Say what you like about the bloody Corona virus, it does have its plus points.
For example, tonight is Halloween, and can you hear that noise? No? That’s because there isn’t any: there has been not one knock at my door from a bunch of kids who’ve made minimal effort with the idea of fancy dress, thrusting open bags out imploring me to furnish them with sweets.
I say this like I ever answer my front door. Of course I don’t: that’s what my downstairs neighbours are for.
The Government even issued advice this week, as the prime minister’s official spokesman, when asked about the prospect of trick or treating being banned this year, clearly read from a card which said: “The rules are those which apply to household mixing in general. And what that means in practice is, if you’re in a ‘Very High’ alert level then you cannot mix with other households indoors or in private outdoor spaces. “If you’re in a ‘High’ COVID alert level then the rule of six applies in private gardens and outdoor spaces but households must not mix indoors. And in terms of the ‘Medium’ alert level, you can meet indoors and outdoors in groups of no more than six people. The rules are there for all circumstances and people will have to use their common sense in ensuring they are following the rules.”
You’ll notice that mention of “common sense”, and we all know what that means. It means: “If Dominic Cummings happens to get photographed knocking on doors and trying to relieve good, honest, hard working, decent British folk of the contents of their last packet of Fangtastic, then that’s perfectly fine, he’s just using his common sense like any parent would.”
But I digress.
Don’t get me wrong, for whilst Halloween and the “tradition” of Trick or Treating really pisses me off, it wasn’t always thus. I spent my first few formative years living in the USA where it was a huge communal event. Remember the Trick or Treating scene from E.T. The Extra Terrestrial? This one:
Well, that’s pretty much how I remember it (although, one can never really be sure if that’s because I’ve seen that movie so many times, or whether I do actually remember it).
When I returned to the UK in the early 70s, I found that Trick or Treating simply wasn’t a thing. Nobody did it over here. Consequently, my excellent Spiderman suit got put in a box and shoved up into the attic, never to to see the light of day again.
I’m not sure precisely when it happened, but over the years, it’s an American tradition which we’ve readily adopted, like Black Friday and disliking immigrants.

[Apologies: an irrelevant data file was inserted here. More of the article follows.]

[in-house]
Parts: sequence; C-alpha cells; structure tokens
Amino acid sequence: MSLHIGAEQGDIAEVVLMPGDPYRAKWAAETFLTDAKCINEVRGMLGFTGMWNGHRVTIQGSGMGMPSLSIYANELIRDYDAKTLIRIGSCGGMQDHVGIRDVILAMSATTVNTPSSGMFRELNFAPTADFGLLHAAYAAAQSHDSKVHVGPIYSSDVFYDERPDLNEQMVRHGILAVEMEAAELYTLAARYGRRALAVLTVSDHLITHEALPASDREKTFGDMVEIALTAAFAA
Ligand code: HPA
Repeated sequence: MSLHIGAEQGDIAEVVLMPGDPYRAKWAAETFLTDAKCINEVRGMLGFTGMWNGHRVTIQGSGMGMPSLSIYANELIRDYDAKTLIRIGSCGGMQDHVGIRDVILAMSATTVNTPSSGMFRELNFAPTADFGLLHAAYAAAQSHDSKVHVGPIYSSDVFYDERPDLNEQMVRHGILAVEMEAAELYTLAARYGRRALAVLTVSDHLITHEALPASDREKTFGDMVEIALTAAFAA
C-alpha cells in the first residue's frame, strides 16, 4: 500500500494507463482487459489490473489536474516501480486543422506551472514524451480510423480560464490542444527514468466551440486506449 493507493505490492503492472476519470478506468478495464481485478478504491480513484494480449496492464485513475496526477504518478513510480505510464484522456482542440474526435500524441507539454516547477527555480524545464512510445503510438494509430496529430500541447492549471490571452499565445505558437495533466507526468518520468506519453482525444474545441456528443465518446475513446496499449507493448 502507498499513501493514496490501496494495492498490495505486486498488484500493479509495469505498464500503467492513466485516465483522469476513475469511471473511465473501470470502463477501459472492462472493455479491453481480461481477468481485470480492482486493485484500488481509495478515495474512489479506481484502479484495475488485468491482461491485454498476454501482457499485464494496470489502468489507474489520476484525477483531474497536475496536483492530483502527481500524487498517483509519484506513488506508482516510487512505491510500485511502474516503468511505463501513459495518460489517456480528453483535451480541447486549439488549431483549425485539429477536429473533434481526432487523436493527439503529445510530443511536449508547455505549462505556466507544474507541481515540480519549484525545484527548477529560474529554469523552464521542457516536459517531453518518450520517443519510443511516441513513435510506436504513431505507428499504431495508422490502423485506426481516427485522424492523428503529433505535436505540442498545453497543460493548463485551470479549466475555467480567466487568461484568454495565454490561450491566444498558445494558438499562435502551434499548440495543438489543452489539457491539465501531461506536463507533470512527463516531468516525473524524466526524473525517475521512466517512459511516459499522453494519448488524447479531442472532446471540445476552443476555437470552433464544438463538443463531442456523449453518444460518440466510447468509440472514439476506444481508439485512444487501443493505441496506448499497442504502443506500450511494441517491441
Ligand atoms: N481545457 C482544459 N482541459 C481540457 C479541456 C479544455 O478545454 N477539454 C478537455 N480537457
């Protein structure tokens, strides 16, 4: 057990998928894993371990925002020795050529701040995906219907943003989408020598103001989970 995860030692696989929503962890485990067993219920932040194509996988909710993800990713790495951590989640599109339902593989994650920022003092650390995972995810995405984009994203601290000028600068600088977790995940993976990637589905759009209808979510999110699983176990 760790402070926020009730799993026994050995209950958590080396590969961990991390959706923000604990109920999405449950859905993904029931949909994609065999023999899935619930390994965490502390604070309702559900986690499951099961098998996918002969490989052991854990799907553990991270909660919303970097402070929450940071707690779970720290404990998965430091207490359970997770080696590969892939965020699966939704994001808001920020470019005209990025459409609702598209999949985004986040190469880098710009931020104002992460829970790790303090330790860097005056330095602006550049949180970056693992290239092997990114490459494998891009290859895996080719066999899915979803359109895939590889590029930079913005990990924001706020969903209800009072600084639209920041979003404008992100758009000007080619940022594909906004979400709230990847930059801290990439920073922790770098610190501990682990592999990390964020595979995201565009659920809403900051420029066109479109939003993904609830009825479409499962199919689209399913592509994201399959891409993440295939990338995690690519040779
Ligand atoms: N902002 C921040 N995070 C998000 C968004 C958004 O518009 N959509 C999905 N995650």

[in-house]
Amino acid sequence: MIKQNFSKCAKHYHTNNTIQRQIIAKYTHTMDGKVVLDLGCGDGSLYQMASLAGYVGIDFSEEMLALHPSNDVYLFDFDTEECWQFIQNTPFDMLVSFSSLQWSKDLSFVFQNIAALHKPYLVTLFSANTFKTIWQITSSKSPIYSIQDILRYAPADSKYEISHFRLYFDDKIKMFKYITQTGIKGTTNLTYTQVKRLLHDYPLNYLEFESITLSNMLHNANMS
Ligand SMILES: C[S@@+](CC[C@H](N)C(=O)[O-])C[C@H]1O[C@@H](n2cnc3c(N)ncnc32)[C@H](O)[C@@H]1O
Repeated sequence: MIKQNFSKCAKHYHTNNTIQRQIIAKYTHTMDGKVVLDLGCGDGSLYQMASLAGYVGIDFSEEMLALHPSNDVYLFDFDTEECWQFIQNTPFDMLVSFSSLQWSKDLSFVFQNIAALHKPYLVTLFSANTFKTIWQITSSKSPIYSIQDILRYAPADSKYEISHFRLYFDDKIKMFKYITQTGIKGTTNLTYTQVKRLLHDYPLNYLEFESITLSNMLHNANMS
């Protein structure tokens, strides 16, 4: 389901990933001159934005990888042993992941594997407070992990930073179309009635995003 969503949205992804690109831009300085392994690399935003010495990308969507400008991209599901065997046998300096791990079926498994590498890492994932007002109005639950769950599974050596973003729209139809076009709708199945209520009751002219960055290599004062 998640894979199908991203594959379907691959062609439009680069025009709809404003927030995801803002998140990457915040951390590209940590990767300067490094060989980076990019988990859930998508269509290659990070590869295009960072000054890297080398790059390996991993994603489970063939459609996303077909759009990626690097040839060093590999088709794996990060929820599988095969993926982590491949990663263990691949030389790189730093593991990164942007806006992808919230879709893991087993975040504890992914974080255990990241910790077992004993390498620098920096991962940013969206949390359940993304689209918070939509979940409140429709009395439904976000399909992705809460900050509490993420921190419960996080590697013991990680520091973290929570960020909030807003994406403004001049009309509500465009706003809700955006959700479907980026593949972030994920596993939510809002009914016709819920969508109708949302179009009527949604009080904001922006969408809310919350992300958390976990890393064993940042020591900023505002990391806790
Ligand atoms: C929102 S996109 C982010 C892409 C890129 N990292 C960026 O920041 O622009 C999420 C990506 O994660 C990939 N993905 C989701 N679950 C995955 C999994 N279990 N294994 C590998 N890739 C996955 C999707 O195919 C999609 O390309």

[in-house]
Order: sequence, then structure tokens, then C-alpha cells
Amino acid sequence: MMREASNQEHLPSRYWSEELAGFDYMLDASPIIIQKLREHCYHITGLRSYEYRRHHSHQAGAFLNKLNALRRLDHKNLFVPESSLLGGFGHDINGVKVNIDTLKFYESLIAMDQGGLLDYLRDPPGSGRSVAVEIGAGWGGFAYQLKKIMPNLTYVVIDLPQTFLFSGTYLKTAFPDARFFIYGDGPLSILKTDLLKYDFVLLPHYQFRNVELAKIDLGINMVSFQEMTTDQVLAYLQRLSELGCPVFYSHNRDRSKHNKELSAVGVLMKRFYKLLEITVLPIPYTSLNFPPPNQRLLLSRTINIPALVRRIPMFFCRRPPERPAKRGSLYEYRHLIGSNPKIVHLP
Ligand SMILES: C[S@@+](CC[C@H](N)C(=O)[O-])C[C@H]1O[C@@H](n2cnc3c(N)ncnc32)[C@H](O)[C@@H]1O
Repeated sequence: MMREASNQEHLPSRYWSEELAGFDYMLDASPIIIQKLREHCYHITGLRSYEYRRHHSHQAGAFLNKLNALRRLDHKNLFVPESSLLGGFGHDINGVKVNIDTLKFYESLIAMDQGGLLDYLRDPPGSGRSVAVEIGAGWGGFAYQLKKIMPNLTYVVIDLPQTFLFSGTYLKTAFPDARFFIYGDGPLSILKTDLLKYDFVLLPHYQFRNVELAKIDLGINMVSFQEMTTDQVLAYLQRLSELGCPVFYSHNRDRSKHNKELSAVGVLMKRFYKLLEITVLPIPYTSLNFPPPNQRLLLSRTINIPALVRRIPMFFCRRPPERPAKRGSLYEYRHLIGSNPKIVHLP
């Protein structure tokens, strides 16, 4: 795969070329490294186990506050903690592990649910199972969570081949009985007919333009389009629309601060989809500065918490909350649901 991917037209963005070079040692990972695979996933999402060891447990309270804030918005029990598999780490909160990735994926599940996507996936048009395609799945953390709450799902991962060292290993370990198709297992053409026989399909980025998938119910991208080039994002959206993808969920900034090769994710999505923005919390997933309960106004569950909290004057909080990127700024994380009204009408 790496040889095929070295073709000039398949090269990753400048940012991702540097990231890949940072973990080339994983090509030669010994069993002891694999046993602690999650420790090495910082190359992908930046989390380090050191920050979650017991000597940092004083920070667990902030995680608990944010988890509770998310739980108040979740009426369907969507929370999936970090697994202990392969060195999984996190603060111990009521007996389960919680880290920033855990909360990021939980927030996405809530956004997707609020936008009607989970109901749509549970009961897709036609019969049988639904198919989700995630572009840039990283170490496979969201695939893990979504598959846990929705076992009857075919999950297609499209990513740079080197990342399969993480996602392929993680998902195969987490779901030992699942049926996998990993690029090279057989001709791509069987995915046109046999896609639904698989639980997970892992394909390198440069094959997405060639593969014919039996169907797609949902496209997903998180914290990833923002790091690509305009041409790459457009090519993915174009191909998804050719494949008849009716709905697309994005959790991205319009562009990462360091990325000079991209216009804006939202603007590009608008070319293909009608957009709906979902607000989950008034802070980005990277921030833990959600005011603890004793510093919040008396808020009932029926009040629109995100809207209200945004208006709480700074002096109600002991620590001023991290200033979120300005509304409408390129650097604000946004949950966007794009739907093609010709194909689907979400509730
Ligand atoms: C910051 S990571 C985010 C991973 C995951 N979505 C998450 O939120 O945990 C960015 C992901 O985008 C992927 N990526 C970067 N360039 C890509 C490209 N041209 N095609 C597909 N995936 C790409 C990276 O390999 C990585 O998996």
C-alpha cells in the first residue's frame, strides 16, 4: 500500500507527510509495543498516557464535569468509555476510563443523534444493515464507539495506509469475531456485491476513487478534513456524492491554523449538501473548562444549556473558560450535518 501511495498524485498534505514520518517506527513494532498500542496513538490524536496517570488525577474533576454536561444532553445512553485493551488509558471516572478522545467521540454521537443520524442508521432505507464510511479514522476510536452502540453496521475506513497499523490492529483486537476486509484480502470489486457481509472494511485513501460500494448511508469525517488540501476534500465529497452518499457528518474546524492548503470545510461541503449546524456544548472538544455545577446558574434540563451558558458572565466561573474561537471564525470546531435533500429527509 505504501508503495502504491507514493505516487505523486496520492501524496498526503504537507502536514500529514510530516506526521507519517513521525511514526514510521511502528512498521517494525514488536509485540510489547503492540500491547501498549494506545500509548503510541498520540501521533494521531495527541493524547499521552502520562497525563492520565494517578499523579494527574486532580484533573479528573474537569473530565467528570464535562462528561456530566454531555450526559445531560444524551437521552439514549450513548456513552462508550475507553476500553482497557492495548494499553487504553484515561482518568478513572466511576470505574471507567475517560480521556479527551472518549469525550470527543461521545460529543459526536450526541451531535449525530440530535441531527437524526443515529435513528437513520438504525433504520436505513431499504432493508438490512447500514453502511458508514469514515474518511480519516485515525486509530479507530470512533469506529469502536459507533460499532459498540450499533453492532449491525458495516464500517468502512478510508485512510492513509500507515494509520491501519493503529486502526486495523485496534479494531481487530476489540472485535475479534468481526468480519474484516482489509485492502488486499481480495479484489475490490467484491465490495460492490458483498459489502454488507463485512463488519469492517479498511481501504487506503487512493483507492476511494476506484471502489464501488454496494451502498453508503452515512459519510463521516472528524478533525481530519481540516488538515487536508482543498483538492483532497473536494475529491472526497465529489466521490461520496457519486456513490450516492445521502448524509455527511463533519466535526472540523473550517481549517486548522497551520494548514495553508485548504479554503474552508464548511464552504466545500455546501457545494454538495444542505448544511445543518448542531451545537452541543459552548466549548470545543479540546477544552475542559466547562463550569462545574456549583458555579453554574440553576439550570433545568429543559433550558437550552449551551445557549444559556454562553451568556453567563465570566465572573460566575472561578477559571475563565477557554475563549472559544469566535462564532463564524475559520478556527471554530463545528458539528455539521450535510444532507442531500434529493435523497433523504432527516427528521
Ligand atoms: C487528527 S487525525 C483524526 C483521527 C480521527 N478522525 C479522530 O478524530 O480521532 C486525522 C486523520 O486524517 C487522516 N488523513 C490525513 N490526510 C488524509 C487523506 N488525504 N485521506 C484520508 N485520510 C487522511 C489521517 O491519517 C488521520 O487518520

Aren’t we sending kids a very mixed message with Trick or Treating though? Every other day of the year, parents teach their kids not to talk to strangers and definitely never take any sweets off them for fear of what might happen if they do, and then for one night of the year, they are encouraged to knock on total strangers’ doors and demand that they be given confectionary, permitted to make threats about what might happen if they don’t. It’s like Deliveroo for paedophiles.
I heard my favourite Halloween/dressing up story on a very old edition of QI. The question was: Why did the Haslemere Home for the Elderly close down? And the answer was this: Because of a series of bizarre endings for its inhabitants…
In September 1960, a male inhabitant of the Haslemere Home for the Elderly in Great Yarmouth died of a cardiac arrest after fellow resident, 81-year-old Gladys Elton, performed a striptease. Five more of the residents were consequently treated for shock.
Hold on, I’m getting to the point.
A year later, there were three more deaths at the same home after one of the patients, 87-year-old Harry Meadows, dressed up as the Grim Reaper and peered through the window brandishing a scythe. This incident closed down the home.
I like the sound of Harry.
Which leads me here. They were a bit late with their advice, to be honest:
I mentioned in passing a while ago that it’s hard to have one of my Saturday morning rants sometimes, because satirical behemoths Have I Got News For You (BBC1) and The News Quiz (BBC Radio 4) have already aired and I worry that I may be accused of stealing someone’s point, or worse, their joke.
So, in the spirit of full disclosure, I’ve not yet listened to this week’s edition of The News Quiz, but I have watched this week’s edition of Have I Got News For You and my heart sank when one of the panellists made exactly the same point as I intended to make in this post. I’ll let you know when I get to it.
Other than the continuingly inept handling of the Covid crisis, the big story over the past couple of weeks has been Manchester United footballer Marcus Rashford’s campaign to ensure that whilst the crisis continues, he’d rather children whose parents were unable to work because of the crisis didn’t starve. Of course, that ethic extends to all children, but the main thrust is those whose families are directly affected by Covid in terms of their ability to work.
Mistake number one by the Government: having acquiesced to his previous campaign, they awarded him an MBE thinking that would be enough to make him go away. But here he still is, being a pain and asking for more.
Quite right too: we’re nowhere near beating Covid, more and more areas are being pushed into Tier 3 restrictions and things are not getting any easier for a lot of people.
And yet: his proposal to extend the free school meals provision for those on Universal Credit or equivalent into half-terms and the Christmas holidays was backed by a Labour motion, which called for the scheme to be extended even longer, into school holidays until Easter 2021. It was defeated by 261 votes to 322 – a majority of 61.